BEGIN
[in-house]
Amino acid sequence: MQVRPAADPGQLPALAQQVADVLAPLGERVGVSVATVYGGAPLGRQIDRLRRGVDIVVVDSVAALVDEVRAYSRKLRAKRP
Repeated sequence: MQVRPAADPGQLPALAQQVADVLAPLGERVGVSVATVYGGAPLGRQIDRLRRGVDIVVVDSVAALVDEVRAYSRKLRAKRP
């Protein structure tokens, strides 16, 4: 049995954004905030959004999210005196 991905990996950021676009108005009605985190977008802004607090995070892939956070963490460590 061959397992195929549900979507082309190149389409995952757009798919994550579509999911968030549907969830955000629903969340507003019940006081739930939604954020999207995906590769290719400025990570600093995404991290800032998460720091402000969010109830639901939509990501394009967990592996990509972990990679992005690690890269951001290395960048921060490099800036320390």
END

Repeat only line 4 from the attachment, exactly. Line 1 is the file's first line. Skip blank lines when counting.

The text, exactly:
């Protein structure tokens, strides 16, 4: 049995954004905030959004999210005196 991905990996950021676009108005009605985190977008802004607090995070892939956070963490460590 061959397992195929549900979507082309190149389409995952757009798919994550579509999911968030549907969830955000629903969340507003019940006081739930939604954020999207995906590769290719400025990570600093995404991290800032998460720091402000969010109830639901939509990501394009967990592996990509972990990679992005690690890269951001290395960048921060490099800036320390």